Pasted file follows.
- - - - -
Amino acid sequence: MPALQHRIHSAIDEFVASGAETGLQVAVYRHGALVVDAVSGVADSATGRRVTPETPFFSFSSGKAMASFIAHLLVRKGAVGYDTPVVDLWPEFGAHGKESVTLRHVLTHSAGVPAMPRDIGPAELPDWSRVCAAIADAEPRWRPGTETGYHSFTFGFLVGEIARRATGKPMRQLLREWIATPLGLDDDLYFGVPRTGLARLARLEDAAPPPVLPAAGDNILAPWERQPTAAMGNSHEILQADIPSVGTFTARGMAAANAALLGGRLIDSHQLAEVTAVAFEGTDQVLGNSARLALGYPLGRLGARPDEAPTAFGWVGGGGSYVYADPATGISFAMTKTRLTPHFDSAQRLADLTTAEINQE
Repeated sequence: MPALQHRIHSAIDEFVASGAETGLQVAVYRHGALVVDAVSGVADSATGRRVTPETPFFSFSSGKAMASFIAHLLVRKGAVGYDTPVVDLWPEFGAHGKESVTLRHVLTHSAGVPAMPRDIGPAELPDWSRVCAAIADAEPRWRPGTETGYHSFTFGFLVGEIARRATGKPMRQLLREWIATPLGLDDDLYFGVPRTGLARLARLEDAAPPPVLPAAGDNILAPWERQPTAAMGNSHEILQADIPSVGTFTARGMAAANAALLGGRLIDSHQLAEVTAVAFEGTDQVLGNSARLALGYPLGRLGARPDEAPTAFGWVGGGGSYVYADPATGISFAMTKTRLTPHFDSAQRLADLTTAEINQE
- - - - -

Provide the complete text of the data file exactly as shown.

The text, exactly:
Amino acid sequence: MPALQHRIHSAIDEFVASGAETGLQVAVYRHGALVVDAVSGVADSATGRRVTPETPFFSFSSGKAMASFIAHLLVRKGAVGYDTPVVDLWPEFGAHGKESVTLRHVLTHSAGVPAMPRDIGPAELPDWSRVCAAIADAEPRWRPGTETGYHSFTFGFLVGEIARRATGKPMRQLLREWIATPLGLDDDLYFGVPRTGLARLARLEDAAPPPVLPAAGDNILAPWERQPTAAMGNSHEILQADIPSVGTFTARGMAAANAALLGGRLIDSHQLAEVTAVAFEGTDQVLGNSARLALGYPLGRLGARPDEAPTAFGWVGGGGSYVYADPATGISFAMTKTRLTPHFDSAQRLADLTTAEINQE
Repeated sequence: MPALQHRIHSAIDEFVASGAETGLQVAVYRHGALVVDAVSGVADSATGRRVTPETPFFSFSSGKAMASFIAHLLVRKGAVGYDTPVVDLWPEFGAHGKESVTLRHVLTHSAGVPAMPRDIGPAELPDWSRVCAAIADAEPRWRPGTETGYHSFTFGFLVGEIARRATGKPMRQLLREWIATPLGLDDDLYFGVPRTGLARLARLEDAAPPPVLPAAGDNILAPWERQPTAAMGNSHEILQADIPSVGTFTARGMAAANAALLGGRLIDSHQLAEVTAVAFEGTDQVLGNSARLALGYPLGRLGARPDEAPTAFGWVGGGGSYVYADPATGISFAMTKTRLTPHFDSAQRLADLTTAEINQE